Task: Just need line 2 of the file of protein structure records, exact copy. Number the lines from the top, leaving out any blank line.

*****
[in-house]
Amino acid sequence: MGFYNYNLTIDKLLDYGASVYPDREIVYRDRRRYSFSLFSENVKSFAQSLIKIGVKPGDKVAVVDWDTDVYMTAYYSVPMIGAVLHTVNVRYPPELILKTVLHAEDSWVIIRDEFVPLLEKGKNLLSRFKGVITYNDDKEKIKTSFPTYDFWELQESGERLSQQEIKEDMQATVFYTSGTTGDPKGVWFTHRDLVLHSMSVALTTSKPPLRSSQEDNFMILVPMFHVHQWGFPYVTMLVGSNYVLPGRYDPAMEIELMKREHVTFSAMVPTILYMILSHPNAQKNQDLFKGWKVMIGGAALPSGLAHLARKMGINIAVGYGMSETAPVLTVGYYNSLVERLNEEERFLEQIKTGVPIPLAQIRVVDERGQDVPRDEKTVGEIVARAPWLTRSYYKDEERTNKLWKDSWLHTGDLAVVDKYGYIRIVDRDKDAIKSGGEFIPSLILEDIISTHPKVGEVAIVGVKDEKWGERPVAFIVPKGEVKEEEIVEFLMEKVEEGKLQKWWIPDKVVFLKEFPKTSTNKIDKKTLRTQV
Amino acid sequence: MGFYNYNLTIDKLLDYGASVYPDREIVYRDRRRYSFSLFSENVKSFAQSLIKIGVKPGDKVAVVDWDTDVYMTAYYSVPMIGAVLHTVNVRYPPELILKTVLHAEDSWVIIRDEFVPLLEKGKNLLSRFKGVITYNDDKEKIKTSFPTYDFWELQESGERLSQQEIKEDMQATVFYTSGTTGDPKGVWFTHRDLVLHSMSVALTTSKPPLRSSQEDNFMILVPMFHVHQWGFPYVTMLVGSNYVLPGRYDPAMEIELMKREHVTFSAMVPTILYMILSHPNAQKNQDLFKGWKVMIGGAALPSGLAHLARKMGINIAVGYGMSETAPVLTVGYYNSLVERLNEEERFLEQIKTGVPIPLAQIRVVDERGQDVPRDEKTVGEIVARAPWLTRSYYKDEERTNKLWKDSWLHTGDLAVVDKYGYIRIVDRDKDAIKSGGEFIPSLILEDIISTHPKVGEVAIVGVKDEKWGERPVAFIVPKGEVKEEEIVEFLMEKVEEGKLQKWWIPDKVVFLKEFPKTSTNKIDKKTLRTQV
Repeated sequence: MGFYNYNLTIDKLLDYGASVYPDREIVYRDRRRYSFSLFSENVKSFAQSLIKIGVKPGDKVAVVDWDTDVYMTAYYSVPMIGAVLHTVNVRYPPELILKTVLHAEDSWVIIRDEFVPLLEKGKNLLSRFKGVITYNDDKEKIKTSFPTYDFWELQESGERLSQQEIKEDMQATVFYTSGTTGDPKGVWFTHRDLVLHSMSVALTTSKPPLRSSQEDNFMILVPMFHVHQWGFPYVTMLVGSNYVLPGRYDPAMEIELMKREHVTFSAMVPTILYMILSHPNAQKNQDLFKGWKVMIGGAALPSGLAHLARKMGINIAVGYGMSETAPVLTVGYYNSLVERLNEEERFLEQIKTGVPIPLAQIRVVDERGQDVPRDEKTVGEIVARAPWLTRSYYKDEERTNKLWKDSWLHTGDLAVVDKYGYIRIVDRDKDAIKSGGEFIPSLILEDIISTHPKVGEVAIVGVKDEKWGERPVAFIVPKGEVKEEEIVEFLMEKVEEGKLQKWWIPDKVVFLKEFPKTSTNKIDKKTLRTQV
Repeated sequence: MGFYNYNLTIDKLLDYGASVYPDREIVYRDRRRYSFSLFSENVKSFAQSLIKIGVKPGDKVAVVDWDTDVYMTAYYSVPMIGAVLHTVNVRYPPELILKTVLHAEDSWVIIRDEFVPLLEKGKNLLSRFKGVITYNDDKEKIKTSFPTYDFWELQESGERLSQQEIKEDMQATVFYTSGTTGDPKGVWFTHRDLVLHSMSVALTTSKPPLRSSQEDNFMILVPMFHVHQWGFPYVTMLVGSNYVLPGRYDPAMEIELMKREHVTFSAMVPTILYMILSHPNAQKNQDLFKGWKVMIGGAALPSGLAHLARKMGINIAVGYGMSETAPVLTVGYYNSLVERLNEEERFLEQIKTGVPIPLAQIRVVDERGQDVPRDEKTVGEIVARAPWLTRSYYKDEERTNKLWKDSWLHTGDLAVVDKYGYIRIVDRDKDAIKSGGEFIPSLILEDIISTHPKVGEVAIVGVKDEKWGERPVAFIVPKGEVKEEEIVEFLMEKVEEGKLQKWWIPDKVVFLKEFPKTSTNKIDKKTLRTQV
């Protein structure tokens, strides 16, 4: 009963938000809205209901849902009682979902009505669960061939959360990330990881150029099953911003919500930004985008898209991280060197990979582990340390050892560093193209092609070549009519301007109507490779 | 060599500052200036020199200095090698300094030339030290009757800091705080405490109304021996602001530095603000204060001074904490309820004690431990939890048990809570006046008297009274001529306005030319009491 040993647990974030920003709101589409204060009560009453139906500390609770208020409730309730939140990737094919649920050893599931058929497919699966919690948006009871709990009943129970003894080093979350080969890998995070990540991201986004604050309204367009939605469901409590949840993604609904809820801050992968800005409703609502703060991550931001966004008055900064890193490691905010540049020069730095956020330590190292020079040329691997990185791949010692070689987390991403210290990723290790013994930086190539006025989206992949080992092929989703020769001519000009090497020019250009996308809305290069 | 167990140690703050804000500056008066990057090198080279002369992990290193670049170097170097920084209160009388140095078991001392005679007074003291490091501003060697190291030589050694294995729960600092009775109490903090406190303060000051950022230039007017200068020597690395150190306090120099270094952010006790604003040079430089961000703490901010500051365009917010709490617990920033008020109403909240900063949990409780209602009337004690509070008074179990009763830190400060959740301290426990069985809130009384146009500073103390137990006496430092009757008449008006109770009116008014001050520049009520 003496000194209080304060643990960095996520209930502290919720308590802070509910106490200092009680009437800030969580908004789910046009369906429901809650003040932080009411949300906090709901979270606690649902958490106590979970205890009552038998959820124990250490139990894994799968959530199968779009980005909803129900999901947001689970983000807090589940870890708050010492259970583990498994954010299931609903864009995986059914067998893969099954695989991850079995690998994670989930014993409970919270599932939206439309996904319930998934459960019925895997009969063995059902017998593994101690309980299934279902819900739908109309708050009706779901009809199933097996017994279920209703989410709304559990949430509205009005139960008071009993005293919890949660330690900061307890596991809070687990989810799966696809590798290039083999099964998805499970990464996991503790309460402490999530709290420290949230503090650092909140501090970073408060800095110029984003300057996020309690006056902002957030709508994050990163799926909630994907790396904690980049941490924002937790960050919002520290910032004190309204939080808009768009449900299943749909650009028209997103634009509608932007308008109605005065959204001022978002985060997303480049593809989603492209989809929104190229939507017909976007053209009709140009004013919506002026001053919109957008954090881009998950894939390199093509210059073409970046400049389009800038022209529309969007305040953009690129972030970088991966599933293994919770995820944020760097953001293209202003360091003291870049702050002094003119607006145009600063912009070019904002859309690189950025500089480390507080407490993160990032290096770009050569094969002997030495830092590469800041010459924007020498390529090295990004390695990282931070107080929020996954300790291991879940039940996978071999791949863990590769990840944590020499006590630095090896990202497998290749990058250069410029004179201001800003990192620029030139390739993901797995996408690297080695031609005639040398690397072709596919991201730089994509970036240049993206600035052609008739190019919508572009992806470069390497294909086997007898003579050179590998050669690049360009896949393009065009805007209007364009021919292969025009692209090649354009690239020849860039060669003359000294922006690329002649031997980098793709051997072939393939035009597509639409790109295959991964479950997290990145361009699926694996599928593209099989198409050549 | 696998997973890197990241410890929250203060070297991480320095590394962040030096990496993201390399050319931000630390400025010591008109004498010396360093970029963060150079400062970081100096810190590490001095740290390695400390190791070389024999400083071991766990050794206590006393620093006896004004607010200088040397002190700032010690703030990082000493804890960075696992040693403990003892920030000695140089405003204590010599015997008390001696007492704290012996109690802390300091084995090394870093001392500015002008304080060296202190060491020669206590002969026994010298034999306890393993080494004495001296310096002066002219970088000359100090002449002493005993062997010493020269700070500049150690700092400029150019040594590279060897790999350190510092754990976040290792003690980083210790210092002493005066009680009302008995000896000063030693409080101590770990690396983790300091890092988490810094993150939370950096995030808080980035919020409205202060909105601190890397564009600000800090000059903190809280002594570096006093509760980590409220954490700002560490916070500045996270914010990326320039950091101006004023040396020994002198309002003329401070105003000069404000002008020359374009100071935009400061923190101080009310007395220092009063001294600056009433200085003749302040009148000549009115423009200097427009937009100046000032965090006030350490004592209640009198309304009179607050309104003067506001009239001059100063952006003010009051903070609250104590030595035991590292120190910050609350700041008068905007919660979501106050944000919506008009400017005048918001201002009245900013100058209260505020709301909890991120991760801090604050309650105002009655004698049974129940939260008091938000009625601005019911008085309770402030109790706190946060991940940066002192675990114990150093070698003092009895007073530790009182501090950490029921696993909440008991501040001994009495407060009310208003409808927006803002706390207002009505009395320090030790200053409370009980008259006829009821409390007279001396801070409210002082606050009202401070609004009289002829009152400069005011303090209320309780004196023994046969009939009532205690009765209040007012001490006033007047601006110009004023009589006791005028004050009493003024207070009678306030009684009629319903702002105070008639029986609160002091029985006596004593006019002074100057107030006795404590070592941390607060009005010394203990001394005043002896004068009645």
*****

Amino acid sequence: MGFYNYNLTIDKLLDYGASVYPDREIVYRDRRRYSFSLFSENVKSFAQSLIKIGVKPGDKVAVVDWDTDVYMTAYYSVPMIGAVLHTVNVRYPPELILKTVLHAEDSWVIIRDEFVPLLEKGKNLLSRFKGVITYNDDKEKIKTSFPTYDFWELQESGERLSQQEIKEDMQATVFYTSGTTGDPKGVWFTHRDLVLHSMSVALTTSKPPLRSSQEDNFMILVPMFHVHQWGFPYVTMLVGSNYVLPGRYDPAMEIELMKREHVTFSAMVPTILYMILSHPNAQKNQDLFKGWKVMIGGAALPSGLAHLARKMGINIAVGYGMSETAPVLTVGYYNSLVERLNEEERFLEQIKTGVPIPLAQIRVVDERGQDVPRDEKTVGEIVARAPWLTRSYYKDEERTNKLWKDSWLHTGDLAVVDKYGYIRIVDRDKDAIKSGGEFIPSLILEDIISTHPKVGEVAIVGVKDEKWGERPVAFIVPKGEVKEEEIVEFLMEKVEEGKLQKWWIPDKVVFLKEFPKTSTNKIDKKTLRTQV